Asuran movie review: Dhanush starrer is a riveting tale of revenge and redemption
Asuran movie review: Based on the best-selling novel Vekkai by Poomani, this film is easily one of the best works of Vetrimaaran. All the performances, including those by Dhanush and Manju Warrier, are top-notch.
Cast: Dhanush, Manju Warrier, Teejay Arunasalam, Ken Karunas, Pasupathy and Naren
In their fourth collaboration, Dhanush and Vetrimaaran whip up a riveting, blood-soaked tale of revenge and redemption in Asuran, based on the best-selling novel Vekkai by Poomani. Set against a rural backdrop, spanning two generations and at a time when the social class divide was at its peak, this story of two warring families and the cost they pay for their actions couldn’t have been made more effectively.
No other filmmaker could have handled this story of uprising as realistically as Vetrimaaran, and it rates as one of his best works so far.
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Asuran is the story of Siva Saamy (played by Dhanush), a father, who has left his violent past behind, and is now living a quiet life with his three children and wife. He’s content doing farming in his small patch of land and has no major expectations from life apart from getting his eldest son (Teejay as Velmurugan) married. Velmurugan is a hot-headed youngster and when he crosses paths with a powerful upper class family from the neighbouring village, things take an ugly turn and Siva Saamy and his family have to pay the price.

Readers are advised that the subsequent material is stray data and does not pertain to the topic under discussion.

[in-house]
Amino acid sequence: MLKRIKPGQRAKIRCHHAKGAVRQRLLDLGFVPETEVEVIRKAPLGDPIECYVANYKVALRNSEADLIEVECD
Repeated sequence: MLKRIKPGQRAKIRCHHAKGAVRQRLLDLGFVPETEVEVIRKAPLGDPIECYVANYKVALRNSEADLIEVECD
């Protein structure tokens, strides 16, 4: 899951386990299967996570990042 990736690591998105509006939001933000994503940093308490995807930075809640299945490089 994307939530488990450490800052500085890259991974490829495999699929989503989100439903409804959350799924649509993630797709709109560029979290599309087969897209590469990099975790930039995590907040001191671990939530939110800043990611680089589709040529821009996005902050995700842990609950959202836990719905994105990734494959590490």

In order to save his family, Siva Saamy is forced to turn violent and walk down the same path he chose to leave many years ago for the sake of his family.
Asuran, which has revenge as its core theme, is a film that also touches upon themes like class divide, caste and power politics. It also talks about how land is a symbol of identity for many people and most don’t even mind sacrificing their lives for the sake of it. The film may not be groundbreaking as, say, Vada Chennai, but it still has moments that make up for some lull in the writing, especially in the second half when a flashback takes away the joy of the riveting first half.
The flashback portion which introduces us to Siva Saamy’s first tryst with violence is the weakest portion of the film which is otherwise elevated by terrific performances.
The film marks the debut of Teejay, Ken Karunas and Manju Warrier. All three of them are unbelievably good in their respective roles but it is Ken who steals the show with a flawless performance. In the first half, Dhanush almost sidelines himself and lets Teejay and Ken take all the spotlight and delivers a subdued performance. The film features Dhanush in dual roles, playing a man in late 40s and as a fearless youngster in his 20s. As the older character, Dhanush is immensely likable and proves his versatility once again in a role nobody else could’ve played so effectively.
Manju Warrier as Dhanush’s wife makes a solid impact and she’s a treat to watch in the emotional scenes.
Asuran is the most violent film to have come out of the collaboration of Dhanush and Vetrimaaran. It’s definitely not a film for the faint-hearted. The film’s haunting score by GV Prakash Kumar and the visuals by Velraj make it even more violent and the experience will hit you like a ton of bricks. Asuran could’ve been a lot better if only Vetrimaaran took care of the second half, especially with the way he handled the flashback portion.
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